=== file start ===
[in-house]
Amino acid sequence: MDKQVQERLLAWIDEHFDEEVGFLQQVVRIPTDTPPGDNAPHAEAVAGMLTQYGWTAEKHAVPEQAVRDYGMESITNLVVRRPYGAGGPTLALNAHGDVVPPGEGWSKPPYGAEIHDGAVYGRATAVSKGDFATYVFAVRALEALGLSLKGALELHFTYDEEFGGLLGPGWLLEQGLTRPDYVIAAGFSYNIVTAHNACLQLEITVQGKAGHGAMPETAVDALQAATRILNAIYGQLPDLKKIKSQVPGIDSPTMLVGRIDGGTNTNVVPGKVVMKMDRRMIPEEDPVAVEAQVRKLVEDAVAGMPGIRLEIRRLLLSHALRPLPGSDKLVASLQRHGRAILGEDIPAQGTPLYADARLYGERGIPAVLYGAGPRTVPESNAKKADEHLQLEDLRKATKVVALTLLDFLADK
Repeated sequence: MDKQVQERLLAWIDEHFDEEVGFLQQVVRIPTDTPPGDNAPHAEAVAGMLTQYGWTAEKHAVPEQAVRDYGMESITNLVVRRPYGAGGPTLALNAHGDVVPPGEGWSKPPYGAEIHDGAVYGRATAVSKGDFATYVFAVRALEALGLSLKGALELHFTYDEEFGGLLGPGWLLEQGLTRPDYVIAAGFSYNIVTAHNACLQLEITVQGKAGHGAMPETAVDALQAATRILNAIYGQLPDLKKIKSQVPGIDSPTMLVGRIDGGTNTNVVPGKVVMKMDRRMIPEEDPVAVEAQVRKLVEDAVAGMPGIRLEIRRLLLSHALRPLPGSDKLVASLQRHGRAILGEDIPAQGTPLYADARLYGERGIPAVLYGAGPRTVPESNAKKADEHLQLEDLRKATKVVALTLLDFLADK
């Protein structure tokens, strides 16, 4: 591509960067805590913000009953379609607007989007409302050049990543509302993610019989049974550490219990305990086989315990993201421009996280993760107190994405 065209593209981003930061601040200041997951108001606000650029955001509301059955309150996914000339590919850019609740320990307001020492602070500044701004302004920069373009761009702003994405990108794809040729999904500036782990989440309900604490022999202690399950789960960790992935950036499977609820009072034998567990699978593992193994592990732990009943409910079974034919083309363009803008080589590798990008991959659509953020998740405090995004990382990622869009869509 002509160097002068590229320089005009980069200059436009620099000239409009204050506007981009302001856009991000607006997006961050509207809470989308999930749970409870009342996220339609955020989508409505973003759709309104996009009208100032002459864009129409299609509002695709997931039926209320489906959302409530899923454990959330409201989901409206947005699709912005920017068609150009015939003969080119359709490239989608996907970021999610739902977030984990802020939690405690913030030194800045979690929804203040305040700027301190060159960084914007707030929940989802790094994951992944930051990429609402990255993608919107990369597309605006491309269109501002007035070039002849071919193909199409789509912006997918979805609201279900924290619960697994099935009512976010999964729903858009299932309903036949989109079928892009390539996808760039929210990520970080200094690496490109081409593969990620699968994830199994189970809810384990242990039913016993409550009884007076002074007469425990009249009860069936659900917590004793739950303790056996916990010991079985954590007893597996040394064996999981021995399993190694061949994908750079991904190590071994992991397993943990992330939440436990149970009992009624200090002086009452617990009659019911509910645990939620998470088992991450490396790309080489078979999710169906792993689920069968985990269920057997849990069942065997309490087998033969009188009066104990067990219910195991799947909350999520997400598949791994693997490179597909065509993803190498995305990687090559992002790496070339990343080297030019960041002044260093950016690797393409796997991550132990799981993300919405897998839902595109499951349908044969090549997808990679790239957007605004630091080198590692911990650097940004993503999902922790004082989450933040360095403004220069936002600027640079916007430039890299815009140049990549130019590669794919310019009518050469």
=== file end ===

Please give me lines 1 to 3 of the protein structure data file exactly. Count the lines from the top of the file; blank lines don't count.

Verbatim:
[in-house]
Amino acid sequence: MDKQVQERLLAWIDEHFDEEVGFLQQVVRIPTDTPPGDNAPHAEAVAGMLTQYGWTAEKHAVPEQAVRDYGMESITNLVVRRPYGAGGPTLALNAHGDVVPPGEGWSKPPYGAEIHDGAVYGRATAVSKGDFATYVFAVRALEALGLSLKGALELHFTYDEEFGGLLGPGWLLEQGLTRPDYVIAAGFSYNIVTAHNACLQLEITVQGKAGHGAMPETAVDALQAATRILNAIYGQLPDLKKIKSQVPGIDSPTMLVGRIDGGTNTNVVPGKVVMKMDRRMIPEEDPVAVEAQVRKLVEDAVAGMPGIRLEIRRLLLSHALRPLPGSDKLVASLQRHGRAILGEDIPAQGTPLYADARLYGERGIPAVLYGAGPRTVPESNAKKADEHLQLEDLRKATKVVALTLLDFLADK
Repeated sequence: MDKQVQERLLAWIDEHFDEEVGFLQQVVRIPTDTPPGDNAPHAEAVAGMLTQYGWTAEKHAVPEQAVRDYGMESITNLVVRRPYGAGGPTLALNAHGDVVPPGEGWSKPPYGAEIHDGAVYGRATAVSKGDFATYVFAVRALEALGLSLKGALELHFTYDEEFGGLLGPGWLLEQGLTRPDYVIAAGFSYNIVTAHNACLQLEITVQGKAGHGAMPETAVDALQAATRILNAIYGQLPDLKKIKSQVPGIDSPTMLVGRIDGGTNTNVVPGKVVMKMDRRMIPEEDPVAVEAQVRKLVEDAVAGMPGIRLEIRRLLLSHALRPLPGSDKLVASLQRHGRAILGEDIPAQGTPLYADARLYGERGIPAVLYGAGPRTVPESNAKKADEHLQLEDLRKATKVVALTLLDFLADK